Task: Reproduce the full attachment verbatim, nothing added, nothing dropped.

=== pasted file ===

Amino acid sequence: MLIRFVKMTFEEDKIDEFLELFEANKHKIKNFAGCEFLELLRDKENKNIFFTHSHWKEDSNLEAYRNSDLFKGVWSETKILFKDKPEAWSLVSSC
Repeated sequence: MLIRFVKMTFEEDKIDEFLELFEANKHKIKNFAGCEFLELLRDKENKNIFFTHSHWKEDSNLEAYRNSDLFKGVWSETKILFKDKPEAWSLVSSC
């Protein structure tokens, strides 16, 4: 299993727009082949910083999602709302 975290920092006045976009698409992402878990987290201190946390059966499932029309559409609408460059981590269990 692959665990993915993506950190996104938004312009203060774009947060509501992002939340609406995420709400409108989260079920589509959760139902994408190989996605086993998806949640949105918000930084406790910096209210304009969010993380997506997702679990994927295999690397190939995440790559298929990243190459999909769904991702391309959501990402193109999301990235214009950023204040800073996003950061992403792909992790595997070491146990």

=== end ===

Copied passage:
Amino acid sequence: MLIRFVKMTFEEDKIDEFLELFEANKHKIKNFAGCEFLELLRDKENKNIFFTHSHWKEDSNLEAYRNSDLFKGVWSETKILFKDKPEAWSLVSSC
Repeated sequence: MLIRFVKMTFEEDKIDEFLELFEANKHKIKNFAGCEFLELLRDKENKNIFFTHSHWKEDSNLEAYRNSDLFKGVWSETKILFKDKPEAWSLVSSC
């Protein structure tokens, strides 16, 4: 299993727009082949910083999602709302 975290920092006045976009698409992402878990987290201190946390059966499932029309559409609408460059981590269990 692959665990993915993506950190996104938004312009203060774009947060509501992002939340609406995420709400409108989260079920589509959760139902994408190989996605086993998806949640949105918000930084406790910096209210304009969010993380997506997702679990994927295999690397190939995440790559298929990243190459999909769904991702391309959501990402193109999301990235214009950023204040800073996003950061992403792909992790595997070491146990």